Also any small amount of improved performance is multiplied many times whenever it is in a frequently executed part of the code.

    It's also possible that if else statements and switch case compile into very similar machine code. But it would seem if that were true, then variables could be used as the key value in the case statement.
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    RoD
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    I thought that since the switch case doesn't work with variables
    Well than what do u suppose it works with? :P

    Code:
    char im_a_variable;
    
    some cout for a letter
    
    switch(im_a_variable)
    {
    ...
    }

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    Well than what do u suppose it works with?
    Agreed. (However, not with the spelling. )

    Switch statements work with integral values only. Doesn't mean they're not "variables".

    Let's be careful of the 'basics'.

    It's incumbent upon the programmer to know when a series of IF statements are preferred to a SWITCH statement.

    Execution speed, in this particular instance, should play a secondary role to "readability". Frequently repeated code should be functionalized. Ergo, we're back to "readability".

    My opinion...

    -Skipper
    "When the only tool you own is a hammer, every problem begins to resemble a nail." Abraham Maslow

  12. #12
    Speedy5
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    Glad you asked! I was once curious about this too, and I made my own speed test:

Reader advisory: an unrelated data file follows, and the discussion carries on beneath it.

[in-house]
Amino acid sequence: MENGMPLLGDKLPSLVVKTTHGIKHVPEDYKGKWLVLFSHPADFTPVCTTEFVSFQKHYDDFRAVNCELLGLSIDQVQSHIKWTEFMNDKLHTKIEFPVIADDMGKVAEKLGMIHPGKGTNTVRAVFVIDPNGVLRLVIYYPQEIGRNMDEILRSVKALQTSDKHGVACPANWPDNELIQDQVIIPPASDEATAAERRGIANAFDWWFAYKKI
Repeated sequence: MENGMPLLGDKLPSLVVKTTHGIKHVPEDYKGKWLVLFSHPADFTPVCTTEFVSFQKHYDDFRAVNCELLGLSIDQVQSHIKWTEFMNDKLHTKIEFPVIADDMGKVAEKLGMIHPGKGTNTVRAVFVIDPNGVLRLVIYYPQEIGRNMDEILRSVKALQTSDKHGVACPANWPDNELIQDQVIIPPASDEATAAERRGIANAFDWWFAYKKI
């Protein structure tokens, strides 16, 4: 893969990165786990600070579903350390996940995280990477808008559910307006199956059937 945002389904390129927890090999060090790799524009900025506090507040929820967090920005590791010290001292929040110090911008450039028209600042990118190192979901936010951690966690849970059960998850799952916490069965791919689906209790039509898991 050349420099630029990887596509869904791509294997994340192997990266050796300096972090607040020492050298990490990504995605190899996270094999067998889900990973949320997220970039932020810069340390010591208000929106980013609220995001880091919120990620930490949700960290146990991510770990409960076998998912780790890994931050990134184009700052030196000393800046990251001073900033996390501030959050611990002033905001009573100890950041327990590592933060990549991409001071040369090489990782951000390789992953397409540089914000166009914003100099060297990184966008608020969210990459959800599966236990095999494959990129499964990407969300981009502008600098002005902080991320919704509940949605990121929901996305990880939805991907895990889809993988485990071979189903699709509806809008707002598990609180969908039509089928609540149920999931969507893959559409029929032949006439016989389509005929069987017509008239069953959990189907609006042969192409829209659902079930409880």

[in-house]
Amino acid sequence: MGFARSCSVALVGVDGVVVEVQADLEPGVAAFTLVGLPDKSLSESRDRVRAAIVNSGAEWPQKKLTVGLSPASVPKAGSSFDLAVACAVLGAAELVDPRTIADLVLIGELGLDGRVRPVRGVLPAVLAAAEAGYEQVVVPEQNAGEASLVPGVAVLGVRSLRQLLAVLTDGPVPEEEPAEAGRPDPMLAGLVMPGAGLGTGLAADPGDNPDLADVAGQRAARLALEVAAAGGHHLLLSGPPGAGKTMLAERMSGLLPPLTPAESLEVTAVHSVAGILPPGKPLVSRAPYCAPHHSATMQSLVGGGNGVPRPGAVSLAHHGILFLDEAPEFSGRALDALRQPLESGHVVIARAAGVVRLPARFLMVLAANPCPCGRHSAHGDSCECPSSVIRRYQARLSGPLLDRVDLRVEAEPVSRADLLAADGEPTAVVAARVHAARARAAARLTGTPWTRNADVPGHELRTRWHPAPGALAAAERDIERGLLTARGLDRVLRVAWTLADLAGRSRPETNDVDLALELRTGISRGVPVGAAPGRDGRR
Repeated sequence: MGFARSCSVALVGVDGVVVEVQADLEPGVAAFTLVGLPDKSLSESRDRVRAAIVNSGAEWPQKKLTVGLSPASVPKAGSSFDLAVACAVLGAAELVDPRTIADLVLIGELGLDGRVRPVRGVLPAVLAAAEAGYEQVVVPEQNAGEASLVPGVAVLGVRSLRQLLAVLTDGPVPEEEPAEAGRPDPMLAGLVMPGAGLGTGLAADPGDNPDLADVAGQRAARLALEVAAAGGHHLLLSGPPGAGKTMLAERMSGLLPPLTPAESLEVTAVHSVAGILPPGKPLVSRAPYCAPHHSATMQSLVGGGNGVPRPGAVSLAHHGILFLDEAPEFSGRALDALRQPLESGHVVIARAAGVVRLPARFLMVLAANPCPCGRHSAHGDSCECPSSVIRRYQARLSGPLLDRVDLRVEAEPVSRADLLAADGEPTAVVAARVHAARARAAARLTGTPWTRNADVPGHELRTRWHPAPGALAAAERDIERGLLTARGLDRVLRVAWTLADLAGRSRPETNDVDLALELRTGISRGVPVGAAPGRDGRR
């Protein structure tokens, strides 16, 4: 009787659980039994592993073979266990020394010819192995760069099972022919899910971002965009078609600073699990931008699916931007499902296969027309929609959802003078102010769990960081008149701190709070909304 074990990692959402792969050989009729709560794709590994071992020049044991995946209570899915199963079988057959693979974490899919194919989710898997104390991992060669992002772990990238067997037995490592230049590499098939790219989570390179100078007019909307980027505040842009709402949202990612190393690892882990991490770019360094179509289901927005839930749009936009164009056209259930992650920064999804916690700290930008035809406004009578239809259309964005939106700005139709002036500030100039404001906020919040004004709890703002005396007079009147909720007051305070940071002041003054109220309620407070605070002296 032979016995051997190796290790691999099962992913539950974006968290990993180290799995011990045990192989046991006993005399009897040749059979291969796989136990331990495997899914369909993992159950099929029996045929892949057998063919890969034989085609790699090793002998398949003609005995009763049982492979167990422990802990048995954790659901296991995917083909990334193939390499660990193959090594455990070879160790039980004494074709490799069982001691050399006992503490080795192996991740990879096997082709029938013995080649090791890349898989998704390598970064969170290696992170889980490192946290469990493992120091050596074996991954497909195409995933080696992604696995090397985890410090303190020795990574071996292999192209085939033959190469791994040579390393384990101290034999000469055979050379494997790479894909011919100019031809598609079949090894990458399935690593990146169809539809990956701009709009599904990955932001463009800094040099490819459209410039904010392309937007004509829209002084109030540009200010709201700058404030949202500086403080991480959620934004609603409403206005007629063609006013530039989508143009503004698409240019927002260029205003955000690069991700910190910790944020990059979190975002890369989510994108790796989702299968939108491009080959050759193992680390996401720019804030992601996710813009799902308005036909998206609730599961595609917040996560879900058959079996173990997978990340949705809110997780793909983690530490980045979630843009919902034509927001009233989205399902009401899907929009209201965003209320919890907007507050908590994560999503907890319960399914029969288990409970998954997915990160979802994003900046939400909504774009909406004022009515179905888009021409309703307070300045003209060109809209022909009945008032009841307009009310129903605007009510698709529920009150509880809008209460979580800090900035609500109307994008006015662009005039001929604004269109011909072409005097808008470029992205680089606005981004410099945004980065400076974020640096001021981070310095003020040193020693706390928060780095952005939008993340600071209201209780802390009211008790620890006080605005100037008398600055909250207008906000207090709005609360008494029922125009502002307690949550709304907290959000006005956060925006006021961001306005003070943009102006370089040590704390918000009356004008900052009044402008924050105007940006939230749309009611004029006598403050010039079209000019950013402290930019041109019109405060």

Testing...
    If: 4806
    Switch: 2464
    Op. If: 761
    <cut off from other tests>

    It really depends on the way you program that block of code. Each test is done 50000000 times on a P2 366Mhz laptop with music running, lol. The times are in milliseconds.


    This is the If:

    if (n==0)
    n++;
    else if (n==1)
    n++;
    else if (n==2)
    n++;
    ...
    else if (n==18)
    n++;
    else
    n=0;


    This is the switch:
    switch (n)
    {
    case 0:
    n++;
    break;
    case 1:
    n++;
    break;
    ...
    case 18:
    n++;
    break;
    default:
    n=0;
    }




    This is the optimized if:
    if ((n++)==19)
    n=0;

  13. #13
    Speedy5
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    BTW, I ran the test various times and the same results appeared. This was done on MS C++.NET (unmanaged code (normal, native)).

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    An Added Information

    1 S) Switch case statements work only with integral types
    1 F) If statements work with all data types

    2 S) Every case statement must be followed by a constant
    2 F) If statements can work with constants / variables / expressions

    3 S)Switch case allows for equality check only (==) w.r.t switch expression and the case constant
    3 F) If statements support all relational / logical operators
    Have a wonderful day.... and keep smiling... you look terrific that way
    signing off...
    shiv... as i know him

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    The switch statement evaluates an expression that yields an integer value and branches to one of a number of labelled sections of code.